SB 87:  Students from military families and foster care to be eligible for Special Needs Scholarships (Vouchers).  Status:  tabled in the Senate.  Could be removed from the table if the proponents could raise enough support for the measure.

HB 326: Lays out parameters for post-secondary education funding from Georgia Lottery revenues and state sponsored loans.  There is no GA Pre-K language in that bill.  Status:  Signed into law by Governor Deal on 3/15.

SB 185: The bill now authorizes the Department to issue an order providing notice of intended emergency closure of an early care and education program under two circumstances – 1.  death of a child (where death was not medically anticipated or no serious rule violations related to the death occurred by program) and 2. where a child’s safety or welfare is in imminent danger.  Upon request for hearing by the program, the Office of State Administrative Hearings (OSAH) would hold a hearing within 48 hours to determine if the closure is warranted.  If OSAH agrees, the program would be closed for a period of 21 days.  Status:  Passed the Senate and House.  The bill now goes to the Governor for his signature.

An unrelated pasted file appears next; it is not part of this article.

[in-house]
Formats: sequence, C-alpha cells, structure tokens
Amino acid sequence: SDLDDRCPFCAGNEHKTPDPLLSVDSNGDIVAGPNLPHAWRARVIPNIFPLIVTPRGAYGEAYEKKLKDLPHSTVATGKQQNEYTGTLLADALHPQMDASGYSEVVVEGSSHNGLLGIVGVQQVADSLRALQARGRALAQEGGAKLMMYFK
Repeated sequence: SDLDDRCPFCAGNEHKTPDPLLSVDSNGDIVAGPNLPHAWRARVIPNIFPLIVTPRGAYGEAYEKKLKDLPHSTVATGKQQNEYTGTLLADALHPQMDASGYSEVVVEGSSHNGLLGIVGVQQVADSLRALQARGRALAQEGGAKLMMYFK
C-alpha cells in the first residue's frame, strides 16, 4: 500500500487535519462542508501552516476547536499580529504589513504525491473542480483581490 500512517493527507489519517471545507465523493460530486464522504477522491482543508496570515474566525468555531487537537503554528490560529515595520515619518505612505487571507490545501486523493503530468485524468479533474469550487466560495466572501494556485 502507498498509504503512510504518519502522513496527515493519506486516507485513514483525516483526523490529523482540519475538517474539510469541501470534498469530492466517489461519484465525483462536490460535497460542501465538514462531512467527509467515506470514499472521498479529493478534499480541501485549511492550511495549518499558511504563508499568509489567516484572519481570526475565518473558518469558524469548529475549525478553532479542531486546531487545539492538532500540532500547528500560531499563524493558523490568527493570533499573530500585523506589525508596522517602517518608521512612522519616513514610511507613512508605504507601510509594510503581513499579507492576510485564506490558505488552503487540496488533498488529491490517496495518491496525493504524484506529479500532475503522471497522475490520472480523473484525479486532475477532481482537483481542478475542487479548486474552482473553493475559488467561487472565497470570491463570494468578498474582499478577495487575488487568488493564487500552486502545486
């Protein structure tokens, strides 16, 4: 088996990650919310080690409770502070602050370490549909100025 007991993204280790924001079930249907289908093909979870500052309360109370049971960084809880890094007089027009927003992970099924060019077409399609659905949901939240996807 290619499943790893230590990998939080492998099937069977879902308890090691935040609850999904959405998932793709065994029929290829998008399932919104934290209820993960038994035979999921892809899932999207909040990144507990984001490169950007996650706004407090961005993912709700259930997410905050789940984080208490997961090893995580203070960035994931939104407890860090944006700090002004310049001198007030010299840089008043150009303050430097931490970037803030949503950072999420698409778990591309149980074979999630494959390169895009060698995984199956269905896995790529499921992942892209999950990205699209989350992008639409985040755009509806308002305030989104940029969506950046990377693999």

HB 325:  The bill alters the previously established private school vouchers law where the vouchers given by School Scholarship Organizations (where the donors are eligible for an significant income tax credit) will now adjust the $50 million tax credit cap to the inflation rate of the Consumer Price Index.  Previously, there was simply a $50 M cap. The new legislation also limits the amount an organization can give to the average of the state and local funding per pupil as determined by the Department of Education and allows funding to go to private Pre-Ks, which, to date, have been excluded.